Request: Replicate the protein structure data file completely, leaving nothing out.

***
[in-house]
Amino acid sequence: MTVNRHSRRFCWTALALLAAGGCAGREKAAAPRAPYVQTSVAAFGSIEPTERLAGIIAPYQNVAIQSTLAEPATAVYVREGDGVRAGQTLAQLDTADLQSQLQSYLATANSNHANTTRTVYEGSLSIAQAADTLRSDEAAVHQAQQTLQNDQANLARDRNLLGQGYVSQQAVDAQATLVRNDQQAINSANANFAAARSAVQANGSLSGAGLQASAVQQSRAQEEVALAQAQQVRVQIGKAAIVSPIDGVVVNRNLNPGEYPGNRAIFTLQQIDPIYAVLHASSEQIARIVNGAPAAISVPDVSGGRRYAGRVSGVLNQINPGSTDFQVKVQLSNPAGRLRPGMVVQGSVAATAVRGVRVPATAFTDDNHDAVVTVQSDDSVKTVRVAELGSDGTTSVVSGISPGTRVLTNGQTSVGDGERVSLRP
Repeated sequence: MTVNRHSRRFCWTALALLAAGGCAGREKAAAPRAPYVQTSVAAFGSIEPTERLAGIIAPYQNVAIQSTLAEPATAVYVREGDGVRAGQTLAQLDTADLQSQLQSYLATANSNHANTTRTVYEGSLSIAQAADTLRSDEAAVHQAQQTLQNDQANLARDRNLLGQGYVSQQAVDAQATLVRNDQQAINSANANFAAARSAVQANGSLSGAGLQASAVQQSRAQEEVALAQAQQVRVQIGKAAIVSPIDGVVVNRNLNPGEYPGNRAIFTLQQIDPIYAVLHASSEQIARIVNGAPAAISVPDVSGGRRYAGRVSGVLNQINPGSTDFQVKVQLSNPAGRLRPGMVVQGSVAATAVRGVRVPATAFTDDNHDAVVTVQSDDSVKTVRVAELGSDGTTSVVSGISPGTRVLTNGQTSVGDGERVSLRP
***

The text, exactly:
[in-house]
Amino acid sequence: MTVNRHSRRFCWTALALLAAGGCAGREKAAAPRAPYVQTSVAAFGSIEPTERLAGIIAPYQNVAIQSTLAEPATAVYVREGDGVRAGQTLAQLDTADLQSQLQSYLATANSNHANTTRTVYEGSLSIAQAADTLRSDEAAVHQAQQTLQNDQANLARDRNLLGQGYVSQQAVDAQATLVRNDQQAINSANANFAAARSAVQANGSLSGAGLQASAVQQSRAQEEVALAQAQQVRVQIGKAAIVSPIDGVVVNRNLNPGEYPGNRAIFTLQQIDPIYAVLHASSEQIARIVNGAPAAISVPDVSGGRRYAGRVSGVLNQINPGSTDFQVKVQLSNPAGRLRPGMVVQGSVAATAVRGVRVPATAFTDDNHDAVVTVQSDDSVKTVRVAELGSDGTTSVVSGISPGTRVLTNGQTSVGDGERVSLRP
Repeated sequence: MTVNRHSRRFCWTALALLAAGGCAGREKAAAPRAPYVQTSVAAFGSIEPTERLAGIIAPYQNVAIQSTLAEPATAVYVREGDGVRAGQTLAQLDTADLQSQLQSYLATANSNHANTTRTVYEGSLSIAQAADTLRSDEAAVHQAQQTLQNDQANLARDRNLLGQGYVSQQAVDAQATLVRNDQQAINSANANFAAARSAVQANGSLSGAGLQASAVQQSRAQEEVALAQAQQVRVQIGKAAIVSPIDGVVVNRNLNPGEYPGNRAIFTLQQIDPIYAVLHASSEQIARIVNGAPAAISVPDVSGGRRYAGRVSGVLNQINPGSTDFQVKVQLSNPAGRLRPGMVVQGSVAATAVRGVRVPATAFTDDNHDAVVTVQSDDSVKTVRVAELGSDGTTSVVSGISPGTRVLTNGQTSVGDGERVSLRP